Feeds

back to article Facebook royal rant bishop suspended

The Bishop of Willesden has been suspended over Facebook comments regarding the forthcoming wedding of Prince William and Kate Middleton. The Rt Rev Pete Broadbent laid into the "nauseating tosh" generated by the royal event of the century, and suggested he and fellow republicans would do well to dodge the hysteria by pushing …

COMMENTS

This topic is closed for new posts.

Page:

FAIL

Semi public

People need to realise that if you put it online it's not just semi public, its completely public and it's completely permanent. You'd be better off ranting down a phone line to the local rag at least that way they won't have proof.

5
0
Bronze badge
FAIL

What did he expect

The his church only exists because of the crown. Furthermore the supreme boss of the church just happens to be the monarch. And he really thought is was a good idea to mouth off like that?

18
0
Go

I do love the irony...

A republican priest in a church whose supreme leader is also the head of a monarchy... Am i the only one that finds the irony delicious?

0
0
Coat

JPF

Lets's be hoonest the monarch is only the boss because Henry VIII couldn't keep flies zipped.

The C of E, just the Judean People's Front with pointy hats on.

SPLITTERS!!!

0
0

@lglethal

It's almost as ironic as a Bishop complaining about how much the greedy b*stard monarchy has cost "us" down the ages.

He'll be moaning about Pagans celebrating Easter next...

0
0
Happy

Technically ...

Technically, I think the *supreme* boss of the Church is the beardy guy upstairs. #justsaying

1
0

We pay all those taxes...

...and they get married on a Friday. Only cheapskates get married during the week...

2
0
WTF?

They really are cheapskates

- 'cos they won't be paying for it! Leave that to us poor "subjects".

4
6
Tim

Good

Not much point having a day off on Saturday, is there?

1
0
Welcome

Weddings can be on any day

And if it was at the weekend we wouldn't get the extra holiday, would we ?

1
0
Bronze badge

Friday

You have to remember she's trade. Trade people traditionally get married on half day closing. Certainly not saturday when they could be making money. Is friday half day closing in Westminster?

BTW the taxpayer is only paying for the "security". Given the amount of security that plod put into into the student demos I don't suppose the bill will be more than about £13.49.

1
0

Rule one of Public Office

NEVER speak the truth

2
4
Anonymous Coward

Public office

True, but, is somebody who works for an organisation whose purpose is dishing out supersticious drivel about sky-fairies actually "in public office"?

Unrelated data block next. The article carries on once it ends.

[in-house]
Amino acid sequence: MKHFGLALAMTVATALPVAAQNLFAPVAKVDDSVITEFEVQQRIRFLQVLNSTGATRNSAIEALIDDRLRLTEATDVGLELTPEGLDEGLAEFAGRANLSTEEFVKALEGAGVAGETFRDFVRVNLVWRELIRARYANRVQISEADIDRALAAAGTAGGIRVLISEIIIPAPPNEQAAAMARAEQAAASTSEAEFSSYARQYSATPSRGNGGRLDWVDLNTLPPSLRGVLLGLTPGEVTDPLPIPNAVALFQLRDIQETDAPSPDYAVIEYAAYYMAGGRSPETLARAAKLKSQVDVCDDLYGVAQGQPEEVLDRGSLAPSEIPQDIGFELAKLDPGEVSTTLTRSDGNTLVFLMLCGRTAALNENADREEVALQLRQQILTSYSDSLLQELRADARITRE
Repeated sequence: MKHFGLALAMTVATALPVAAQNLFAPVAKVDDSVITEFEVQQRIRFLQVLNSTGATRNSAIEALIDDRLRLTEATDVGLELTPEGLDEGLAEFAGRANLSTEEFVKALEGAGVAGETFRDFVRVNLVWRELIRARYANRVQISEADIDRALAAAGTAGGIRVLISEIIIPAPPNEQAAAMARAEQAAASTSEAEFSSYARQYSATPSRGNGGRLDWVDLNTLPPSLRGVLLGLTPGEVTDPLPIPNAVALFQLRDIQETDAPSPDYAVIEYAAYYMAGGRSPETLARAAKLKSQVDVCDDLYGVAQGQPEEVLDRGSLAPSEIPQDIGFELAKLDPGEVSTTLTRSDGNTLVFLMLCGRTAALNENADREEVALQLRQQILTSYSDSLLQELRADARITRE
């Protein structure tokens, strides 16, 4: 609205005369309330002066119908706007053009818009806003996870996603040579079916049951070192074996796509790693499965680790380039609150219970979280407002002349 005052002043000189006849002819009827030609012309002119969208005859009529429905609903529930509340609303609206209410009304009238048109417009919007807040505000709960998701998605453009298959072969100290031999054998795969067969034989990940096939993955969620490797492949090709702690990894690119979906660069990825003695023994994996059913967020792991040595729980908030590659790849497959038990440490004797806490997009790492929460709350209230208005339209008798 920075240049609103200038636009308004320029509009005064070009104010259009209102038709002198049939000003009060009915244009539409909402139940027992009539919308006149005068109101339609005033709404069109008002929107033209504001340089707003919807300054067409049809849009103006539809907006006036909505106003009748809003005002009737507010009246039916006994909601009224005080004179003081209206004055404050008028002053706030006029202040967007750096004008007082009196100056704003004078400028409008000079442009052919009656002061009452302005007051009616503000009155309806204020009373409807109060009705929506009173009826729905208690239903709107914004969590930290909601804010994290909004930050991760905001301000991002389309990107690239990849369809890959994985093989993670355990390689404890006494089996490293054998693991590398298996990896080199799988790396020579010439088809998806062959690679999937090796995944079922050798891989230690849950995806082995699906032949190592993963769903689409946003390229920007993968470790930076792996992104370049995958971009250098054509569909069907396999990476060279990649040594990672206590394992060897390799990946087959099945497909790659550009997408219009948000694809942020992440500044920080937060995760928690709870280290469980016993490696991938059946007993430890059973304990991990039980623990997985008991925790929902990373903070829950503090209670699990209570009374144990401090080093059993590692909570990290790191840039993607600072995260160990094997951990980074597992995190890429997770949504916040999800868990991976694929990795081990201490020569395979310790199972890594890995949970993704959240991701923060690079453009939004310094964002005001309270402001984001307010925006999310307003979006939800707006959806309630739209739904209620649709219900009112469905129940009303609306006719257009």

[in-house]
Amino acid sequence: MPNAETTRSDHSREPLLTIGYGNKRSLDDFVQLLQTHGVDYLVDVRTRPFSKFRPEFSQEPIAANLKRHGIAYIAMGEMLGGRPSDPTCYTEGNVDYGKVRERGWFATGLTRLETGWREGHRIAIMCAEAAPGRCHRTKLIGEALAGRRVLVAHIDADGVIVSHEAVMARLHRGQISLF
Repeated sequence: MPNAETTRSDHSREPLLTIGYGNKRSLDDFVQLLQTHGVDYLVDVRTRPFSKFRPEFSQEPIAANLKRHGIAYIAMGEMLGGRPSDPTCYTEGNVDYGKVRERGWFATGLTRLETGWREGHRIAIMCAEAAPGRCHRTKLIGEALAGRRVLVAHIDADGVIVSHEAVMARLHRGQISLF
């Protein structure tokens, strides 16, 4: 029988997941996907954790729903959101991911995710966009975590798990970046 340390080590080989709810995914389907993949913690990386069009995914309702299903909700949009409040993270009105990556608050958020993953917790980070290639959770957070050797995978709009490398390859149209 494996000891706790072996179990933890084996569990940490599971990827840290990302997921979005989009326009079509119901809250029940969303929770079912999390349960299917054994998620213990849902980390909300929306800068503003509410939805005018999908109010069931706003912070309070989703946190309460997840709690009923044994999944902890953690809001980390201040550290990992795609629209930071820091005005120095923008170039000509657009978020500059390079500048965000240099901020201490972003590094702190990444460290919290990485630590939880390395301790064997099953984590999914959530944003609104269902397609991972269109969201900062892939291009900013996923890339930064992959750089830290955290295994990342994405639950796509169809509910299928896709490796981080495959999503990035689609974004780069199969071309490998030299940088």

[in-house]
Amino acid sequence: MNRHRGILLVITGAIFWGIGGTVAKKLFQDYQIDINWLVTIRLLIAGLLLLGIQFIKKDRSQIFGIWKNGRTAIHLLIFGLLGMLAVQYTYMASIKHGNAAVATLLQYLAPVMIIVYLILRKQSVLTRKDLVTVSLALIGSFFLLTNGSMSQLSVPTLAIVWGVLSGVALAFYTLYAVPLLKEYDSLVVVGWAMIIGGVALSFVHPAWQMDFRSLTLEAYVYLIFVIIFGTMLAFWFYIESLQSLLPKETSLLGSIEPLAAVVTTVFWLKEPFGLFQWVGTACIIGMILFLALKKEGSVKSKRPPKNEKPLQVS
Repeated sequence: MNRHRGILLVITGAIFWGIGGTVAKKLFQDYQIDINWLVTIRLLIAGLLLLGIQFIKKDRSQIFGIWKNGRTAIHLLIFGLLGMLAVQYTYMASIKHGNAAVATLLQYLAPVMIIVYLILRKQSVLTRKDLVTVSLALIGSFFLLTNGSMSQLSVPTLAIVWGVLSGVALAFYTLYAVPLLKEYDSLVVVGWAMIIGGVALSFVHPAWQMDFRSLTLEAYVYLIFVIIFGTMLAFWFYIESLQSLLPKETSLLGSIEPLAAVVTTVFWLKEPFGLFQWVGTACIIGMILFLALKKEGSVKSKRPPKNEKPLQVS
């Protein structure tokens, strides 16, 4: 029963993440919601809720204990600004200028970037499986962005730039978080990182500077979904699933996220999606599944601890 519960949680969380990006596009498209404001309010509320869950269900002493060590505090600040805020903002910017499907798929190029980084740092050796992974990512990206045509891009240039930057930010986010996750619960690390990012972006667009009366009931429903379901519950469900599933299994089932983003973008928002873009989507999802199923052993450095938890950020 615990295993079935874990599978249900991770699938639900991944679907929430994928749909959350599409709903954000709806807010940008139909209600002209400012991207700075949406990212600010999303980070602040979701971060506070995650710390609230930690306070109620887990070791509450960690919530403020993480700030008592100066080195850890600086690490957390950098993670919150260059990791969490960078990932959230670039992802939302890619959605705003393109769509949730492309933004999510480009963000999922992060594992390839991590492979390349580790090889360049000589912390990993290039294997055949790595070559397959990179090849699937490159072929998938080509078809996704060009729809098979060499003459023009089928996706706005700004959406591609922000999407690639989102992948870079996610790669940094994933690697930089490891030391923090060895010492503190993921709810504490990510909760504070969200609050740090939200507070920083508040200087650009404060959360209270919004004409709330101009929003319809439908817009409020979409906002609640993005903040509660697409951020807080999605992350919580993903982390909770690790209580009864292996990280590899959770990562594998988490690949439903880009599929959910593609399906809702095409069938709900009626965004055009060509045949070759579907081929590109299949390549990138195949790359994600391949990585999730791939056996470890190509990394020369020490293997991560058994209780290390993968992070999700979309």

I know church and state are not as separate in this country as some (myself included) might like, but I still don't see bishops and the like as being in public office, just professional, discredited bullshit-purveyors.

13
6

Public Office

Good point, but I couldn't think of another description to cover his position. Though Discredited Bullshit-Purveyors would seem to cover most of the people I was thinking of... Clergy, Politicians etc

3
0

"dishing out supersticious drivel about sky-fairies"

Regardless of your beliefs (or lack thereof), that was a pretty rude, insensitive and offensive remark.

0
0

the truth can hurt

Rude, insensitive, and offensive? Perhaps to those who believe in superstitious drivel about sky-fairies. However, calling belief in mumbo-jumbo just that is a small action in favour of general good, that is, in favour of humankind being gradually weaned from officially sanctioned superstition, which is what religions are, after all.

You can feel offended all you like; fortunately we have advanced far enough that you offence is no longer a sufficient basis for prosecution or for other sanctions.

0
0
Silver badge

God botherer talking sense shock

Although if the guy you are complaining about is going to be your boss - you might not want to do it on twitter.

6
1
Anonymous Coward

Not July 14th then.

There's a shame.

0
0
Thumb Up

Legend

this guy is my hero... no more bloodline rule i say!

4
9

Bloodline?

Oh, do get a grip. Bloodline rule, indeed. You do know we haven't had bloodline rule in this country for a good couple of centuries now, right? You do know the Queen doesn't actually run the show any more, right?

At best, the monarchy represents a link to some of the heritage and traditions that other nations still respect about Britain. They serve as excellent and moderately apolitical ambassadors to other nations, and as a living link to our history (so to speak) they generate quite a chunk of tourism revenue. Compared to that, their cost is fairly reasonable.

That's a pretty pro position. But even putting that debatable benefit aside, there are a lot of things about Britain I'd be looking to fix before I worried about recouping the fairly minimal costs involved in maintaining the monarchy. Politically speaking, they're no concern at all: they don't rule in any real sense. Personally I'd be far more concerned about the small crowd of privileged oligarchs that we get to choose between in our 'democracy'. They're a far more real-world problem than a small group of completely disenfranchised ceremonial figureheads.

6
1
Silver badge
Coat

Bloodline ?

Err, can't really say we've ever truley had a bloodline monarchy.

Only in a Matriarchal Monarchy where the throne follows the female line can you be sure it is a blood line. After all, the only guarantee on the parent of the heir is the mother.

1
0
Bronze badge

Choice

" Personally I'd be far more concerned about the small crowd of privileged oligarchs that we get to choose between in our 'democracy'."